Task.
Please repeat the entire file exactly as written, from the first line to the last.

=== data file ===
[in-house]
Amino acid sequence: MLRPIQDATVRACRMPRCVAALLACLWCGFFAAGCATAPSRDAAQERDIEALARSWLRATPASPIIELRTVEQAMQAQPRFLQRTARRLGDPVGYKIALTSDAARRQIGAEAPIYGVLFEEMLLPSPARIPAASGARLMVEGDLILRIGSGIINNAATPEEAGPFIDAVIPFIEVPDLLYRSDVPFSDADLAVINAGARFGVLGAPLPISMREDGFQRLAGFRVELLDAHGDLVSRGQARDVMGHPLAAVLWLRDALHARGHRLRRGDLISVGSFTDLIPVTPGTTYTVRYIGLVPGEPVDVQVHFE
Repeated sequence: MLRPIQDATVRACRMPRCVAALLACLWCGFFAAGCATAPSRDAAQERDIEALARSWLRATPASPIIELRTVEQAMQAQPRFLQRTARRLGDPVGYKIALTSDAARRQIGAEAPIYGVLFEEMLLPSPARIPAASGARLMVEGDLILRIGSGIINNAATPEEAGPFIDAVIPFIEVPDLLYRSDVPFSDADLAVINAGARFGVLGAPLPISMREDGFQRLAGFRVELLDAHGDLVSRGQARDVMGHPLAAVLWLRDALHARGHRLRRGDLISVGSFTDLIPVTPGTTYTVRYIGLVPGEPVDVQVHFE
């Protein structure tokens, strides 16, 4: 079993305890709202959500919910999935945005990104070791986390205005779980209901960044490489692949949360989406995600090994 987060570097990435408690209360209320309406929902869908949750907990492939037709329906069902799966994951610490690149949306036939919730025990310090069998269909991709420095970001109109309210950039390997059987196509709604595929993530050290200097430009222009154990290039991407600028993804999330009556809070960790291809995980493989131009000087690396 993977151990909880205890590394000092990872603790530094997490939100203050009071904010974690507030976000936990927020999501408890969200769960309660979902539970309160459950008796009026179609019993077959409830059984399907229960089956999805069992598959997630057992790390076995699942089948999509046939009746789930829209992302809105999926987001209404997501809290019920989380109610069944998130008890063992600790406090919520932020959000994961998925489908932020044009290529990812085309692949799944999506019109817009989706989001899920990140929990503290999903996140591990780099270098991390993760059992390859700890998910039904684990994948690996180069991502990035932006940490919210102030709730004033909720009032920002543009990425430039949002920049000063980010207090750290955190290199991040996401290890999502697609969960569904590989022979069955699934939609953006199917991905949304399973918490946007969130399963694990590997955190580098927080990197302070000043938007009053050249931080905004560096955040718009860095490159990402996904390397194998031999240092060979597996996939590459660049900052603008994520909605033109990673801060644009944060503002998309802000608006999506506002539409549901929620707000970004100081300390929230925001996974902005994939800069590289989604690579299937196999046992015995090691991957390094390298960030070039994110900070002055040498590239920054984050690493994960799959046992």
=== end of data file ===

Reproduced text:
[in-house]
Amino acid sequence: MLRPIQDATVRACRMPRCVAALLACLWCGFFAAGCATAPSRDAAQERDIEALARSWLRATPASPIIELRTVEQAMQAQPRFLQRTARRLGDPVGYKIALTSDAARRQIGAEAPIYGVLFEEMLLPSPARIPAASGARLMVEGDLILRIGSGIINNAATPEEAGPFIDAVIPFIEVPDLLYRSDVPFSDADLAVINAGARFGVLGAPLPISMREDGFQRLAGFRVELLDAHGDLVSRGQARDVMGHPLAAVLWLRDALHARGHRLRRGDLISVGSFTDLIPVTPGTTYTVRYIGLVPGEPVDVQVHFE
Repeated sequence: MLRPIQDATVRACRMPRCVAALLACLWCGFFAAGCATAPSRDAAQERDIEALARSWLRATPASPIIELRTVEQAMQAQPRFLQRTARRLGDPVGYKIALTSDAARRQIGAEAPIYGVLFEEMLLPSPARIPAASGARLMVEGDLILRIGSGIINNAATPEEAGPFIDAVIPFIEVPDLLYRSDVPFSDADLAVINAGARFGVLGAPLPISMREDGFQRLAGFRVELLDAHGDLVSRGQARDVMGHPLAAVLWLRDALHARGHRLRRGDLISVGSFTDLIPVTPGTTYTVRYIGLVPGEPVDVQVHFE
């Protein structure tokens, strides 16, 4: 079993305890709202959500919910999935945005990104070791986390205005779980209901960044490489692949949360989406995600090994 987060570097990435408690209360209320309406929902869908949750907990492939037709329906069902799966994951610490690149949306036939919730025990310090069998269909991709420095970001109109309210950039390997059987196509709604595929993530050290200097430009222009154990290039991407600028993804999330009556809070960790291809995980493989131009000087690396 993977151990909880205890590394000092990872603790530094997490939100203050009071904010974690507030976000936990927020999501408890969200769960309660979902539970309160459950008796009026179609019993077959409830059984399907229960089956999805069992598959997630057992790390076995699942089948999509046939009746789930829209992302809105999926987001209404997501809290019920989380109610069944998130008890063992600790406090919520932020959000994961998925489908932020044009290529990812085309692949799944999506019109817009989706989001899920990140929990503290999903996140591990780099270098991390993760059992390859700890998910039904684990994948690996180069991502990035932006940490919210102030709730004033909720009032920002543009990425430039949002920049000063980010207090750290955190290199991040996401290890999502697609969960569904590989022979069955699934939609953006199917991905949304399973918490946007969130399963694990590997955190580098927080990197302070000043938007009053050249931080905004560096955040718009860095490159990402996904390397194998031999240092060979597996996939590459660049900052603008994520909605033109990673801060644009944060503002998309802000608006999506506002539409549901929620707000970004100081300390929230925001996974902005994939800069590289989604690579299937196999046992015995090691991957390094390298960030070039994110900070002055040498590239920054984050690493994960799959046992």